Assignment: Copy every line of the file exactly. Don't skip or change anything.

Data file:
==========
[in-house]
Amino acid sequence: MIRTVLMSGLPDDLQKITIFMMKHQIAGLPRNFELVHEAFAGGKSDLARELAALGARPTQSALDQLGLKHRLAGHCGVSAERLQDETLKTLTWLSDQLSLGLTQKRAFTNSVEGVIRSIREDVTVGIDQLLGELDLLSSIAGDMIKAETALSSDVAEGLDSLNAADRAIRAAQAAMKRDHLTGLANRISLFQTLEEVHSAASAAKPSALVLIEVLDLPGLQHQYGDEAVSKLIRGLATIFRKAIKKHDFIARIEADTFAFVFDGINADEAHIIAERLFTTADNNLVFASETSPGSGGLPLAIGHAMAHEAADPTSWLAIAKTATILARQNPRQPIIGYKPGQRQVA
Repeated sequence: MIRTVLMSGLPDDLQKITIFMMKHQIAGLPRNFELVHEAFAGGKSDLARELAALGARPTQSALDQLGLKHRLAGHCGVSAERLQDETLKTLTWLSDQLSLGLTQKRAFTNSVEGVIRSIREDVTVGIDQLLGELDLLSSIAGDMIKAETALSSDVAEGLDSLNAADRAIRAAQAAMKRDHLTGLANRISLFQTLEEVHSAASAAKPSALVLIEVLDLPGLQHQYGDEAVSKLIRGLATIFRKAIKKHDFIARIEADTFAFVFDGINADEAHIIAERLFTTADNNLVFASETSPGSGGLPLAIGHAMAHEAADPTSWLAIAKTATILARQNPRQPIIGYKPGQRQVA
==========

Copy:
[in-house]
Amino acid sequence: MIRTVLMSGLPDDLQKITIFMMKHQIAGLPRNFELVHEAFAGGKSDLARELAALGARPTQSALDQLGLKHRLAGHCGVSAERLQDETLKTLTWLSDQLSLGLTQKRAFTNSVEGVIRSIREDVTVGIDQLLGELDLLSSIAGDMIKAETALSSDVAEGLDSLNAADRAIRAAQAAMKRDHLTGLANRISLFQTLEEVHSAASAAKPSALVLIEVLDLPGLQHQYGDEAVSKLIRGLATIFRKAIKKHDFIARIEADTFAFVFDGINADEAHIIAERLFTTADNNLVFASETSPGSGGLPLAIGHAMAHEAADPTSWLAIAKTATILARQNPRQPIIGYKPGQRQVA
Repeated sequence: MIRTVLMSGLPDDLQKITIFMMKHQIAGLPRNFELVHEAFAGGKSDLARELAALGARPTQSALDQLGLKHRLAGHCGVSAERLQDETLKTLTWLSDQLSLGLTQKRAFTNSVEGVIRSIREDVTVGIDQLLGELDLLSSIAGDMIKAETALSSDVAEGLDSLNAADRAIRAAQAAMKRDHLTGLANRISLFQTLEEVHSAASAAKPSALVLIEVLDLPGLQHQYGDEAVSKLIRGLATIFRKAIKKHDFIARIEADTFAFVFDGINADEAHIIAERLFTTADNNLVFASETSPGSGGLPLAIGHAMAHEAADPTSWLAIAKTATILARQNPRQPIIGYKPGQRQVA